Eley Griffiths Group

Eley Griffiths Group does not always as a house run bullish, but we have in the past couple of years. In a recent presentation to the Morgans network, Portfolio Managers Ben Griffiths and David Allingham outlined some of reasons underpinning our current bullish stance.

Below are 5 charts from the presentation that provide context on our views and highlight some of the opportunities we've identified. A video of the presentation can be found at the bottom of this post, which also includes two of the stock specific opportunities we've identified.

Chart 1: Is the bull market really that old?

What it tells us

There have been 3 significant corrective periods in recent years. The S&P500 may not have breached the -20% “bear market” threshold, but 2011 and 2015 both saw steep draw downs. The percentage of stocks down more than 20% reached 72% in 2011 and 63% in 2015. The Shanghai Composite is down 35% since January 2018

Chart 2: Maybe it’s not as late as we think?

What it tells us

‘Animal Spirits’ take longer to heal after traumatic corrections such as the GFC. The consensus is still focused on the downside, not many investors are asking about upside. The S&P500 trading this year is eerily similar to 94/95. In 1994 the S&P500 delivered strong EPS growth only to finish the year broadly flat. By definition, the market started 1995 a lot cheaper (post the 1994 EPS growth) and rallied 34%. We’re yet to witness the euphoric ‘melt-up’ phase that typically marks the high.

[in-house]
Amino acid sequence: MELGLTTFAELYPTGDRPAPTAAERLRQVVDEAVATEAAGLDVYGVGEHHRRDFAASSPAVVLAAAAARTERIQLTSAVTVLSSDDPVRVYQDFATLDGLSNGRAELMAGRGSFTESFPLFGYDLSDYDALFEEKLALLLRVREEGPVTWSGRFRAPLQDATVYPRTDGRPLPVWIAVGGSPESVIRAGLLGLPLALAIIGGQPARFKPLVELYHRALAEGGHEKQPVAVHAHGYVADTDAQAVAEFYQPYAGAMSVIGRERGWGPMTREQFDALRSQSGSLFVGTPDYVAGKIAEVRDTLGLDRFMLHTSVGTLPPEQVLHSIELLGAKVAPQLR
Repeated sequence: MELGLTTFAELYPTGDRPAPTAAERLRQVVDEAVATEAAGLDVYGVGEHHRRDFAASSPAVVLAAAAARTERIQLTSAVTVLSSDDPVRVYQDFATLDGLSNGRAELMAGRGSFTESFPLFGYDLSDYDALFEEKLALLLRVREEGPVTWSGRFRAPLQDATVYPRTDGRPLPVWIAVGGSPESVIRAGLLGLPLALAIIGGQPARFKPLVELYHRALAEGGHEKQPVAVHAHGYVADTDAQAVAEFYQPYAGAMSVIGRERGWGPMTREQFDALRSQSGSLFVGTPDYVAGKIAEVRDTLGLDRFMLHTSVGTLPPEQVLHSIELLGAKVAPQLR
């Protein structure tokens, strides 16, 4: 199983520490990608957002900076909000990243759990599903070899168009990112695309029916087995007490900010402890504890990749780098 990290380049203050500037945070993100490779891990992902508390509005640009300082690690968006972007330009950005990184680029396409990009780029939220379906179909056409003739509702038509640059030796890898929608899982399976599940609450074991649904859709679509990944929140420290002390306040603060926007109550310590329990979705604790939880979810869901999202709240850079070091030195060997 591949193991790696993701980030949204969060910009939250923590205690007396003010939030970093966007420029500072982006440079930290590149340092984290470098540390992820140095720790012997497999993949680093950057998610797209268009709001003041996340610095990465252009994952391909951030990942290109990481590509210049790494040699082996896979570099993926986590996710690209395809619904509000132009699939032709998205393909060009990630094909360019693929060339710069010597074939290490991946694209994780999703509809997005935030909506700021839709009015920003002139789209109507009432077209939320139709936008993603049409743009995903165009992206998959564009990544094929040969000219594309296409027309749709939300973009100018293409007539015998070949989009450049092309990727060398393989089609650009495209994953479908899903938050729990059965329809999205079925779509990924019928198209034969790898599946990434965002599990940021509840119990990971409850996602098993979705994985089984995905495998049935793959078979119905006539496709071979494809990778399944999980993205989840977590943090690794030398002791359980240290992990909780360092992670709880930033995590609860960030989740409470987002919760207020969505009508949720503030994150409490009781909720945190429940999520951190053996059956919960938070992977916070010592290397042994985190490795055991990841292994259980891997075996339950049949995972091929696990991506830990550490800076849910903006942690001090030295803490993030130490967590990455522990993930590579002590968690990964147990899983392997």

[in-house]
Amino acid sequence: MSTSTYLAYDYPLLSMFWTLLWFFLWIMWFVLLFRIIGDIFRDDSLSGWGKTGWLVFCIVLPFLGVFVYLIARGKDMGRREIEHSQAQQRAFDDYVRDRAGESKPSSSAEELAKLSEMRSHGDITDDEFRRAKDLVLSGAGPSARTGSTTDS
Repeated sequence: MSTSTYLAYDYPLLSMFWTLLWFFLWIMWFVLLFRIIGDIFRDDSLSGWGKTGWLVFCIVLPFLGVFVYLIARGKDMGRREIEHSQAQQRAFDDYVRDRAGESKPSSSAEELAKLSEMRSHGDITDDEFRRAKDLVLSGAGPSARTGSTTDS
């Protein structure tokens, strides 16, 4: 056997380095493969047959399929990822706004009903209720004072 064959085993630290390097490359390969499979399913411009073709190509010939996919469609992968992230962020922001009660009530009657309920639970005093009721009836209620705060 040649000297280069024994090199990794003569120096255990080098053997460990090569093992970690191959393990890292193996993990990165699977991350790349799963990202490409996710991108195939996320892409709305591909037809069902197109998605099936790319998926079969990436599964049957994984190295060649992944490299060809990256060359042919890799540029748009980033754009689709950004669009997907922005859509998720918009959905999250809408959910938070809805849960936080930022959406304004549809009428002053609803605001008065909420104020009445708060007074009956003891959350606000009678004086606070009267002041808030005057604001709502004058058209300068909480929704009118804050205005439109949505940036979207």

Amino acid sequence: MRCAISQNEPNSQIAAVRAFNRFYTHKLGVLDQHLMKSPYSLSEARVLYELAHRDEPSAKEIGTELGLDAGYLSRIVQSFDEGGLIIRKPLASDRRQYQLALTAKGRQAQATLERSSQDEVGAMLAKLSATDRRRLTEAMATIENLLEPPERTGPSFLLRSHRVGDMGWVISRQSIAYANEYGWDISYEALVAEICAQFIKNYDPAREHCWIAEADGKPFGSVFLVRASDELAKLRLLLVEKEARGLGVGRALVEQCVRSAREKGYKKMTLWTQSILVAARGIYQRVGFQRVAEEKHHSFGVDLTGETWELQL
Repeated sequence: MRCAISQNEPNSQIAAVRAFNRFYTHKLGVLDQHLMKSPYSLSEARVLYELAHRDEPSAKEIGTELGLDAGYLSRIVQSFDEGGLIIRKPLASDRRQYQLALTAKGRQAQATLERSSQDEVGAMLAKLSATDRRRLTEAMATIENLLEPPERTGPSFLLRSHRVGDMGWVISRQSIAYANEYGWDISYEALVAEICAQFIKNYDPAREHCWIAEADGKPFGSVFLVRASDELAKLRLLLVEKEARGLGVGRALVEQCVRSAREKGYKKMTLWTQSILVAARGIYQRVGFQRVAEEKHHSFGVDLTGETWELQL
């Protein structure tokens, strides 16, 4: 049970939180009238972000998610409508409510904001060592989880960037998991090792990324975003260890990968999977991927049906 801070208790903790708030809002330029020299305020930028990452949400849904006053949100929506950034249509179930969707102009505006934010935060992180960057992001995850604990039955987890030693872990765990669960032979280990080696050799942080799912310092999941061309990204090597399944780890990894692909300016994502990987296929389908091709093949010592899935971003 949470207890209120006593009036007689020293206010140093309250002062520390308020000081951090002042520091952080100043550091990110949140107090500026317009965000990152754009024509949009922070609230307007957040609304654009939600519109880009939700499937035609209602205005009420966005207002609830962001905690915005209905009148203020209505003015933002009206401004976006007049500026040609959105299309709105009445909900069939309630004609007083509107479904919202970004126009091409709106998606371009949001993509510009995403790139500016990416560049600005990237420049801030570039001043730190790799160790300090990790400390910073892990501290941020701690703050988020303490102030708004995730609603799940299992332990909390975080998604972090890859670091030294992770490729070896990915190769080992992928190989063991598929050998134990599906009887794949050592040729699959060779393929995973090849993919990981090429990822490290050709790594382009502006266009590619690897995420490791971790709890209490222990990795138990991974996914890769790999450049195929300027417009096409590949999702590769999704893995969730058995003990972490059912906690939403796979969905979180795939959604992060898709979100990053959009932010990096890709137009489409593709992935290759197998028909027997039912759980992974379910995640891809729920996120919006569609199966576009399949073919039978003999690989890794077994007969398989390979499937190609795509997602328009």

Chart 3: Peak noise on trade?

What it tells us

We believe we are at peak ‘noise’ on trade. The ‘Trade War’ story count has likely peaked. Markets are likely to refocus on US mid-term elections in the coming weeks and rising inflation data. We think emerging markets will benefit from trade rhetoric subsiding.

Chart 4: Emerging Markets look oversold

What it tells us

Emerging markets are flashing a contrarian ‘buy’ signal. The percentage of stocks above their 200-Day moving average is now close to previous oversold levels seen in 2011 and 2015. The recent USD rally looks to be losing upside momentum

Chart 5: Might be time for some commodities?

What it tells us

From their peak in 2008, the relative price of commodities declined by more than 75%. Relative to the S&P500, commodities are almost as cheap as they were at the peak of the dot-com rally. Resource companies producing strong free cashflow and screen cheap relative to industrials.  

The full presentation

To access the full 10 minute presentation please watch the video below.

  

 



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